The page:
By Dan Moffett
South Palm Beach thought its long-awaited beach stabilization project was finally about to get started when Palm Beach County commissioners voted early last month to accept the town’s easements and begin permitting.
Then came some sobering news from a neighbor to the south.
Manalapan Mayor Keith Waters said his town is committed to doing whatever it takes to see that the project never gets off the ground.
“We’re going to fight this project tooth and nail,” Waters told his Town Commission. “We’re going to vehemently fight it and bring to bear whatever we need to bring to bear.”
Waters said he wants to set aside money in the town’s budget to cover the cost of a possible legal battle.
The mayor thinks the seven concrete groins the county and South Palm Beach plan to install will steal sand that otherwise flows south and nourishes Manalapan’s beaches.
“This is going to be seriously damaging to our community,” Waters said. “I don’t know anyone in Manalapan who supports that project.”
South Palm Beach officials have declined public comment on the remarks, but privately say they feel blindsided. The project has been planned for more than a decade and they say no Manalapan official has complained to them directly.
Representatives from the county and South Palm Beach say they’re committed to moving forward.
“Our next goal is to submit a comprehensive Request for Additional Information response to the Florida Department of Environmental Protection,” said Kimberly Miranda, the county’s project manager. “It is our intention to submit the response to DEP over the summer.”
On June 6, county commissioners approved 14 easements from property owners along the town’s beach, paving the way for permitting. The Concordia East condominium and the town of Lantana, which owns the municipal beach, are still negotiating easements with county attorneys.
Project managers hoped to have construction started by November, but have pushed the target date back to November 2018. The project should take about four months.
Waters points to the dwindling shoreline in Hillsboro Beach in Broward County as evidence of the damage groins can do. Hillsboro Beach has accused northern Broward County neighbor Deerfield Beach of stealing sand for decades because of a system of 56 groins installed in the 1960s. In April, Hillsboro Beach filed suit against Deerfield Beach, seeking to recover millions in damages.
Manalapan’s opposition to the project surfaced in July 2016 when then-Mayor David Cheifetz wrote a letter to the Army Corps of Engineers. Cheifetz criticized the corps’ 500-page Environmental Impact Statement for not taking into account the damage the groins might cause to “downdrift” beaches south of the project that benefit from the natural sand flow.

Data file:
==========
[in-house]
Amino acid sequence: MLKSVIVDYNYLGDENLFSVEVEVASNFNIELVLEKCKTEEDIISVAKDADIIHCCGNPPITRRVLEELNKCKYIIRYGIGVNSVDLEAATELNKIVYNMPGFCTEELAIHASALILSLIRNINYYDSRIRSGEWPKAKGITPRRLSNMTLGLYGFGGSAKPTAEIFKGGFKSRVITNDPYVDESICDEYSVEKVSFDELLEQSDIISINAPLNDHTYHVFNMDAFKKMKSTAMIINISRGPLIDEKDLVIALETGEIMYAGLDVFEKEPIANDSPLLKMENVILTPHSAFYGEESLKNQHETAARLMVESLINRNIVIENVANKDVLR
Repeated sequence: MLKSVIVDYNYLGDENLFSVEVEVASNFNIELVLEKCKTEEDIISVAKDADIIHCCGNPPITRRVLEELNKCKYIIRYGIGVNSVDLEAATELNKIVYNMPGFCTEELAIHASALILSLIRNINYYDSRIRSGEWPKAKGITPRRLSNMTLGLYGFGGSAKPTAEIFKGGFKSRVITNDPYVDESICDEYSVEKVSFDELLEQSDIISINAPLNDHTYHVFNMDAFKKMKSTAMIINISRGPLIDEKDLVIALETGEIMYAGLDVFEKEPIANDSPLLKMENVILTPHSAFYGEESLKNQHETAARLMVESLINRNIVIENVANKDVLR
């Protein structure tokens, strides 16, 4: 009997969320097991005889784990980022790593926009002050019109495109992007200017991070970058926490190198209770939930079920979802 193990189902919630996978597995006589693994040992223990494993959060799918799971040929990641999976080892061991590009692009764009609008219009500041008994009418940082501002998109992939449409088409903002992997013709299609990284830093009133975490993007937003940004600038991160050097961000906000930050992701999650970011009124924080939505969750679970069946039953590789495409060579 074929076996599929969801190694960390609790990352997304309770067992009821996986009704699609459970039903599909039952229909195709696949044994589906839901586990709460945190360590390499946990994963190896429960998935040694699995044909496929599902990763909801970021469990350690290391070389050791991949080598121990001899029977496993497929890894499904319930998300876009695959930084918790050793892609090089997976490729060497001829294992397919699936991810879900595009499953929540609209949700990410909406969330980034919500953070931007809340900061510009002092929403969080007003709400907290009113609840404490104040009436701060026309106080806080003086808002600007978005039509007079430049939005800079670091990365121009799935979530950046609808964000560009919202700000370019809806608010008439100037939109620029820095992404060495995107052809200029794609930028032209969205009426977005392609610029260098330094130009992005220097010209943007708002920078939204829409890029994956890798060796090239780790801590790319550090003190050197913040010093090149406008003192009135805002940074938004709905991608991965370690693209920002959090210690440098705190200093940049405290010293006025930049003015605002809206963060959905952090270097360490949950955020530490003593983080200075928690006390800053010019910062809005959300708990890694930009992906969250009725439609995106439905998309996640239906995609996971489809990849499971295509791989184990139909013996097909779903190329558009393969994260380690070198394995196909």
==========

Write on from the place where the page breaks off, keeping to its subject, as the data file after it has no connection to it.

“The town is very concerned regarding the effects of the coastal armoring structures,” Cheifetz told the corps. “The EIS states that the groins will facilitate stabilization by disrupting a portion of the sand flowing south along the beach and encourage sediment deposition on the updrift side of the structure.”
The corps also received a complaint from the Eau Palm Beach Resort & Spa, which withdrew its support for the project that summer after hiring an engineering firm to study the plan.
Eau President Eva Hill wrote: “The project will have a devastating impact on our beach and the operations of our resort.”
Cost of the $5 million project is shared among governments, with the town paying about 20 percent, the county 30 percent through tourism taxes, and the state and federal governments covering about 50 percent.
Manalapan and South Palm Beach have enjoyed a productive working relationship in the past, collaborating on police and traffic issues, as well as sharing a fire-rescue contract with the county.
“We have a great neighbor to the north,” Waters said. “But we can’t allow this project to move forward.”
In other business:
• The South Palm Beach council scheduled its first budget meeting for the 2016-17 fiscal year for 1 p.m. on July 11.
Mayor Bonnie Fischer said one of the top priorities for council members is deciding a plan for the Town Hall, which needs either a major renovation or a complete rebuilding.
Either choice will have a significant impact on the town’s budget, she said. Property values in South Palm Beach are up about 6.5 percent, according to the Palm Beach County Property Appraiser’s Office, giving the town increased tax revenues to help pay for the Town Hall improvements.
• Town Manager Bob Vitas told the South Palm Beach Town Council on June 27 that groundbreaking will be at 10:45 a.m. July 12 for the 3550 project on the former site of the old Hawaiian Inn hotel.
Paragon Acquisition Group and Manhattan-based DDG are building a 30-unit luxury condominium. Construction for the $35 million project will take about 18 months.